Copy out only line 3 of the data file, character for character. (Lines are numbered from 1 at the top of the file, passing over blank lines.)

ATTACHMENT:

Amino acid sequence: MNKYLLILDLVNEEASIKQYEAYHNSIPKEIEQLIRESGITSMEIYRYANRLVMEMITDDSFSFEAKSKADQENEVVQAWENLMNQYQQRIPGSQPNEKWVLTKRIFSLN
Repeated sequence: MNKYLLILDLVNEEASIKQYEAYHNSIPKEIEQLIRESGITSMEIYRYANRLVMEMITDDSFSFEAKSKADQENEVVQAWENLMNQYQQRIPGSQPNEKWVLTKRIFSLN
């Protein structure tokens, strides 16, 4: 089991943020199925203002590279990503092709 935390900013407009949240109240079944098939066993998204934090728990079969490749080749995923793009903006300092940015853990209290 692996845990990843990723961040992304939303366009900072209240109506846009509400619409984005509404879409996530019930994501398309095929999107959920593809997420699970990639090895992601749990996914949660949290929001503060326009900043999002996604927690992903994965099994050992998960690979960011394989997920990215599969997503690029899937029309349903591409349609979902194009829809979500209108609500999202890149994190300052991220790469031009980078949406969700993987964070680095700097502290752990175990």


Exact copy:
């Protein structure tokens, strides 16, 4: 089991943020199925203002590279990503092709 935390900013407009949240109240079944098939066993998204934090728990079969490749080749995923793009903006300092940015853990209290 692996845990990843990723961040992304939303366009900072209240109506846009509400619409984005509404879409996530019930994501398309095929999107959920593809997420699970990639090895992601749990996914949660949290929001503060326009900043999002996604927690992903994965099994050992998960690979960011394989997920990215599969997503690029899937029309349903591409349609979902194009829809979500209108609500999202890149994190300052991220790469031009980078949406969700993987964070680095700097502290752990175990």